The Hour I First Believed

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Do you remember “the hour you first believed?" Determine your starting point so you can remember the whole way the Lord has led you.

We sang Amazing Grace in church this week. A couple of lines struck me anew . . .

‘Twas grace that taught my heart to fear,
And grace my fears relieved.
How precious did that grace appear
The hour I first believed.

I believe the grace that “taught my heart to fear” is the reality that there is a God. In ‘the hour I first believed,’ God went from an idea to a personality. From an amorphous concept to a real entity I could talk to and who talked back. From a religious figure to a real Father. A Father who loved me AND a Father worthy of respect (‘fear’). That was huge for me.

I came to “the hour I first believed” out of desperation. Broken. Guilt-ridden. Lost. Alone. No idea where to turn nor who to turn to other than God. So I called out to Him, asked His forgiveness, asked Him to take over my will and make it His. I said “Okay God, it’s you and me from here on out. You and me.” I surrendered . . . He took my white flag and said, “Follow me.”

Looking back, I see how the second phrase resonated . . . ‘and grace my fears relieved.’ I was no longer afraid of what people thought. His love was overwhelming . . . how could I possibly be ashamed of Him? I went public with my faith and have been out there ever since.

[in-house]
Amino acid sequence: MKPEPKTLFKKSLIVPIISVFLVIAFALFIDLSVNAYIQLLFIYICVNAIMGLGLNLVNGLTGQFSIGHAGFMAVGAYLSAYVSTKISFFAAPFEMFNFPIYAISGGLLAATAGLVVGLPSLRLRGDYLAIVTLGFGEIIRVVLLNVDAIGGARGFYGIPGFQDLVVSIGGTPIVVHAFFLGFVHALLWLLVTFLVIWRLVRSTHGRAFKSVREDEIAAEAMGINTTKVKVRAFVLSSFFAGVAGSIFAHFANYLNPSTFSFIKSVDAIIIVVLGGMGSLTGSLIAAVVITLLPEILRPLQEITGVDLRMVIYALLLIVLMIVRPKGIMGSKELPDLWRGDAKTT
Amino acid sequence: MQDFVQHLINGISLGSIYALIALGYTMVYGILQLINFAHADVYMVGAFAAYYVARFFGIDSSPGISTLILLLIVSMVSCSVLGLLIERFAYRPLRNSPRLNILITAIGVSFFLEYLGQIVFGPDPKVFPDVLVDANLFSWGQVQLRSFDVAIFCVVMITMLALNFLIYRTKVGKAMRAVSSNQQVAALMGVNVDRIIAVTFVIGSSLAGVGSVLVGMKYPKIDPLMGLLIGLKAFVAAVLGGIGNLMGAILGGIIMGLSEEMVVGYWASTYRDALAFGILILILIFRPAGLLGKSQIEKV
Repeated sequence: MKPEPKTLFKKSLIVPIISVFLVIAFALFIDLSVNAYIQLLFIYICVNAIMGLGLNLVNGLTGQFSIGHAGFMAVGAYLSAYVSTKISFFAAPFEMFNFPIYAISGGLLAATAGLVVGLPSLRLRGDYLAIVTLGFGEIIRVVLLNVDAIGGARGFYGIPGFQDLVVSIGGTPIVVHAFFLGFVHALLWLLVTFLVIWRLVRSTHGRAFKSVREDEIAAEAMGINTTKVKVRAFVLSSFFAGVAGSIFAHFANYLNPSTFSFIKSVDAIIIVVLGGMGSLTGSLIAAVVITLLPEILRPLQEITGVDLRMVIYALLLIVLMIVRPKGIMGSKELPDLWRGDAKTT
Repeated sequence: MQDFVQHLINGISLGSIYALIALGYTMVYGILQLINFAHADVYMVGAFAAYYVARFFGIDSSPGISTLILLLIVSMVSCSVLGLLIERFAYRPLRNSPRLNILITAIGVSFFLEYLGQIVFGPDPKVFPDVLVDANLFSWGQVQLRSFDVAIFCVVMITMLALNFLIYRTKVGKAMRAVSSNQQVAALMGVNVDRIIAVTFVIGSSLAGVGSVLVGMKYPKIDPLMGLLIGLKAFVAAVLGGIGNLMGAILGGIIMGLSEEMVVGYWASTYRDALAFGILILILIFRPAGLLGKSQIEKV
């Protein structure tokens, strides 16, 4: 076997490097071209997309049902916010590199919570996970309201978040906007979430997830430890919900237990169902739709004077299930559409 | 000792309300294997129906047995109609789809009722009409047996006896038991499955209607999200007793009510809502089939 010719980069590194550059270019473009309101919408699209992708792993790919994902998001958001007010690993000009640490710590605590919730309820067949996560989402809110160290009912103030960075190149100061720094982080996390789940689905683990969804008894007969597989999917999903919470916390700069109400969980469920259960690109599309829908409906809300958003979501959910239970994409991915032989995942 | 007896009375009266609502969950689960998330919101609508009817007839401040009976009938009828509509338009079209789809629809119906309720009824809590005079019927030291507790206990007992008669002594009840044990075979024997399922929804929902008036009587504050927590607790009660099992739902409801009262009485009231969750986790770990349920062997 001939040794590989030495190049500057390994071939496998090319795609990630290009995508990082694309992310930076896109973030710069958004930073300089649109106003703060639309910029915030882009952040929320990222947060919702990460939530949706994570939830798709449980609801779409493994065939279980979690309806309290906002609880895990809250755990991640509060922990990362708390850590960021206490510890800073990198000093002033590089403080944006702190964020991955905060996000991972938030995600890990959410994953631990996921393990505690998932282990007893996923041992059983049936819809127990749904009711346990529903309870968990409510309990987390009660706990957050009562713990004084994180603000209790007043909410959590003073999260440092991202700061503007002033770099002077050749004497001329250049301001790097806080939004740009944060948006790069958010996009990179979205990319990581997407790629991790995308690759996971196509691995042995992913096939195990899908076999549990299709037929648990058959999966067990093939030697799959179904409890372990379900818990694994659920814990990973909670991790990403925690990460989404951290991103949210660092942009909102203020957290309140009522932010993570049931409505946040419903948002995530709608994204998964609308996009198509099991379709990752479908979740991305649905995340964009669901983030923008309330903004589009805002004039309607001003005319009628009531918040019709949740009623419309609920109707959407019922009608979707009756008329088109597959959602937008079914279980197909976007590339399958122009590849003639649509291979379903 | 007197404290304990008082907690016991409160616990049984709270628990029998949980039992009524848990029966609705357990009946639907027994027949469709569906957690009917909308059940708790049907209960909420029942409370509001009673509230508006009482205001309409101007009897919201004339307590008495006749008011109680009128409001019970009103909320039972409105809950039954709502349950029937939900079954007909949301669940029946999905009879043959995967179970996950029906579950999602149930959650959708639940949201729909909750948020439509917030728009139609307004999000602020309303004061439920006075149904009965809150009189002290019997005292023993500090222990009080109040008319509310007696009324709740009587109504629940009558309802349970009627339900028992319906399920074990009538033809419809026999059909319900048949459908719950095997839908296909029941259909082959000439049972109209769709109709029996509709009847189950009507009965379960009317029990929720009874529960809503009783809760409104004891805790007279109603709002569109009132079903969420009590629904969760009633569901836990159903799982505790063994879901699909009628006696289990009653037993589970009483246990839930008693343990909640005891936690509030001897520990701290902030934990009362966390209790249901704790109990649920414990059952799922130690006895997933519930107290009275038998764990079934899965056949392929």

But a bunch of people I know didn’t come to Christ like that. “I found Faith when I was between 7 and 8 years old and I never strayed far from it.” “It wasn’t that I was that ‘good’, but I always knew God loved me.” They can’t give you an “hour I first believed.” They seem to have ‘caught’ their faith somewhere along the way. There wasn’t disruption for them like there was for me. While I’m happy for them, I can’t resist challenging a little . . . only because I don’t want them (or you) to miss out on something valuable and important.

In Deuteronomy 8:2, the Israelites were challenged to “remember the whole way that the Lord has led you these forty years in the wilderness, that he might humble you, testing to know what was in your heart, whether you keep his commandments or not.” You can’t remember ‘the whole way’ without remembering where you started. It’s important to think back . . . to pinpoint the first time you remember when you feared the Lord . . . maybe the first time “grace my fears relieved.” You won’t be any less holy if that was when you were 18. Or 26. Or 45. Doesn’t matter. What matters is being able to remember “the whole way” and being able to tell the story of God and how your story fits.

No one is born a Christian. God doesn’t have any grandchildren so you didn’t gain faith in Jesus through your DNA. At some point, at some hour, you first believed. Spend some time this week tracing your faith story back as far as you can remember. Pay close attention to when you know you first believed. Be as specific as you can. Write down the story around that first memory. It doesn’t have to be spectacular . . . it just needs to be real. Determine your starting point so you can “remember the whole way the Lord has led you.” Commit to sharing your whole faith story with your family sometime between now and the end of the year.

Prayer – You told us to ‘number our days’. None of us knows how many we have left. Please meet anyone who reads this post and prays this prayer. Take them back and remind them of “the hour they first believed” and then give them the courage to share their story with their family while there is still time. In Jesus name. Amen.

Do you remember “the hour you first believed”?

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